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Expression of proliferation associated antigens and detection of numerical chromosome aberrations in primary human liver tumours: relevance to tumour characteristics and prognosis.
  1. M Nolte,
  2. M Werner,
  3. A Nasarek,
  4. H Bektas,
  5. R von Wasielewski,
  6. J Klempnauer,
  7. A Georgii
  1. Institute of Pathology, Medizinische Hochschule Hannover, Hannover, Germany.

    Abstract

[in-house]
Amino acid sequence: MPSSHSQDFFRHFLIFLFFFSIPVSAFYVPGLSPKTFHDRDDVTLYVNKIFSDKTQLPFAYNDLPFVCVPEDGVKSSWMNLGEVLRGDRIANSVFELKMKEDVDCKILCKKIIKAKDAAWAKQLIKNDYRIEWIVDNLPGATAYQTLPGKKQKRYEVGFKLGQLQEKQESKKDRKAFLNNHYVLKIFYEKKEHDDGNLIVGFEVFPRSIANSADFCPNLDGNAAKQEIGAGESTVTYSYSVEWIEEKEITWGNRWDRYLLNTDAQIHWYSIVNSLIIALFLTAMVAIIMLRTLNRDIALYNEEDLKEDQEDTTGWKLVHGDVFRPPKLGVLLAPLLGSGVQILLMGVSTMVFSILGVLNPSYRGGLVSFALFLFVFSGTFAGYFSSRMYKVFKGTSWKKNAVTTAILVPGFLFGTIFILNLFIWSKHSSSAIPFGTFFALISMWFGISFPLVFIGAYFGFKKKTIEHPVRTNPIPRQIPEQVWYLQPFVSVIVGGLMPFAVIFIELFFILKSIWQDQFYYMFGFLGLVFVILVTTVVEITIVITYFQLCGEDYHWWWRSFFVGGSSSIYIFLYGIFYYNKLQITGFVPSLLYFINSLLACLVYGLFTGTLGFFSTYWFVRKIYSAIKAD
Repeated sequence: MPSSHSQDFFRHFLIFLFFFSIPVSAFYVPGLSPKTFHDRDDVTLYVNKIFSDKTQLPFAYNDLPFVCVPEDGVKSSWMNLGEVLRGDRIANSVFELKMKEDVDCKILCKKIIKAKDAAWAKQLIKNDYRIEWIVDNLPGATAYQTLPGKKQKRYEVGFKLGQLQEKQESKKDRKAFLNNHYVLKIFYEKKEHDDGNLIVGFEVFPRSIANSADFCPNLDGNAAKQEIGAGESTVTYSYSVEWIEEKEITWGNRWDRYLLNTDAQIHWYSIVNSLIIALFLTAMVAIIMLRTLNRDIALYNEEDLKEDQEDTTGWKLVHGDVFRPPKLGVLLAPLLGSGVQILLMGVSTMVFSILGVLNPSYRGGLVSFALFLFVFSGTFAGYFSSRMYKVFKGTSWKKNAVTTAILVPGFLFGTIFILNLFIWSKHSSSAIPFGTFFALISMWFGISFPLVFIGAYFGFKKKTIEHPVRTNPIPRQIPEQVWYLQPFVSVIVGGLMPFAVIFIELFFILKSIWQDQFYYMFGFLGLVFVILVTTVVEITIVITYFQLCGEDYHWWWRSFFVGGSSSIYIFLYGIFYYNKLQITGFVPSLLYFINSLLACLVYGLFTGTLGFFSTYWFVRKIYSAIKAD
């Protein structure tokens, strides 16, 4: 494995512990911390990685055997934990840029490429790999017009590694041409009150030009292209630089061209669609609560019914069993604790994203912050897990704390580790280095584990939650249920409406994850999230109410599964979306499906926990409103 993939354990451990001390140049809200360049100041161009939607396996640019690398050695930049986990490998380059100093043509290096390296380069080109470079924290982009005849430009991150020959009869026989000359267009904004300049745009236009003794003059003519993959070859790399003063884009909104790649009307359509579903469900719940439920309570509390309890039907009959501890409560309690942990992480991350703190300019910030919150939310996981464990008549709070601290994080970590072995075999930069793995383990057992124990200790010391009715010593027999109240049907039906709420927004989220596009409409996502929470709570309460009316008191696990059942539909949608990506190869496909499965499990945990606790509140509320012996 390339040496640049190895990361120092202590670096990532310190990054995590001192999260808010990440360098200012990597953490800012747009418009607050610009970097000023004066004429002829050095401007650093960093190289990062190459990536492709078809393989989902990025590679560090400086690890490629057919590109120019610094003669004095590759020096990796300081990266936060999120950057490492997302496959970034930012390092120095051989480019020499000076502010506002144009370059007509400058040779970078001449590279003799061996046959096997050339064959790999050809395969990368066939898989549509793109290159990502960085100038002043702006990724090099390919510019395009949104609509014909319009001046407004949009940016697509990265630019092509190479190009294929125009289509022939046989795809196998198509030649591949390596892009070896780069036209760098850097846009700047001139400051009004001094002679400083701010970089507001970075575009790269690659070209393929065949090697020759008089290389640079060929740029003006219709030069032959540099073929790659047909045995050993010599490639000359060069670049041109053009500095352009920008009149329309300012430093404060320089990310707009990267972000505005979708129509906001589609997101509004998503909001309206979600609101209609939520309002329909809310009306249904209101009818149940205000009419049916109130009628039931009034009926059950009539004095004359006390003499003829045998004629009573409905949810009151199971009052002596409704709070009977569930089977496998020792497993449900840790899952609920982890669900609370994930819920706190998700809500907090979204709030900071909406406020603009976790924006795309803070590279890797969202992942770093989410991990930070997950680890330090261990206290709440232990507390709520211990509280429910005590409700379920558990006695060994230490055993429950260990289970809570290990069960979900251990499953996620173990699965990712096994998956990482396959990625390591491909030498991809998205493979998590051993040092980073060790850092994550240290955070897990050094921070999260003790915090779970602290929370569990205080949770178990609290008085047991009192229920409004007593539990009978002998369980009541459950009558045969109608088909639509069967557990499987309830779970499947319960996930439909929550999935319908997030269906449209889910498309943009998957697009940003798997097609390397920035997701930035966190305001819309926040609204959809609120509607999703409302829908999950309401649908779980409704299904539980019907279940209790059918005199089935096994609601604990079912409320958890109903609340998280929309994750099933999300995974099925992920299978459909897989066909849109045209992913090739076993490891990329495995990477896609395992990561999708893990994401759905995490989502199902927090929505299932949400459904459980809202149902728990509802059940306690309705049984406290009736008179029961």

AIMS: To assess cell proliferation and the presence of numerical chromosome aberrations involving chromosomes 1 and 8 in benign and malignant liver tumours. METHODS: Cell proliferation was studied immunohistochemically in paraffin wax embedded material from 62 primary liver tumours (20 hepatocellular carcinomas, 16 cholangiocellular carcinomas, 15 liver cell adenomas, 11 focal nodular hyperplasias), and the results were compared with histological characteristics and clinical data. Copy numbers of chromosomes 1 and 8 were assessed by interphase fluorescence in situ hybridisation (FISH) with satellite probes in fresh tumour material. RESULTS: The expression of proliferation associated antigen Ki67, using the monoclonal antibody MIB-1, and proliferating cell nuclear antigen (PCNA), using the antibody PC10, was found to be significantly higher in malignant versus benign liver tumours. Neither Ki67 nor PCNA expression were independent prognostic parameters. However, there was a tendency for a worse outcome (survival < 12 months) for patients with a high MIB-1 labelling index (> 20%) compared with patients having the same tumour stage and a low MIB-1 index. Aneusomy for chromosomes 1 and 8 was demonstrated by FISH in malignant tumours (six of seven hepatocellular carcinomas, four of five cholangiocellular carcinomas) but not in benign tumours (none of nine) or non-neoplastic liver (none of nine). CONCLUSION: Both the determination of the proliferating cell fraction and FISH analysis are useful for distinguishing hepatocellular carcinoma from liver cell adenoma or focal nodular hyperplasia; high fractions of proliferating cells are predictive of an early relapse.

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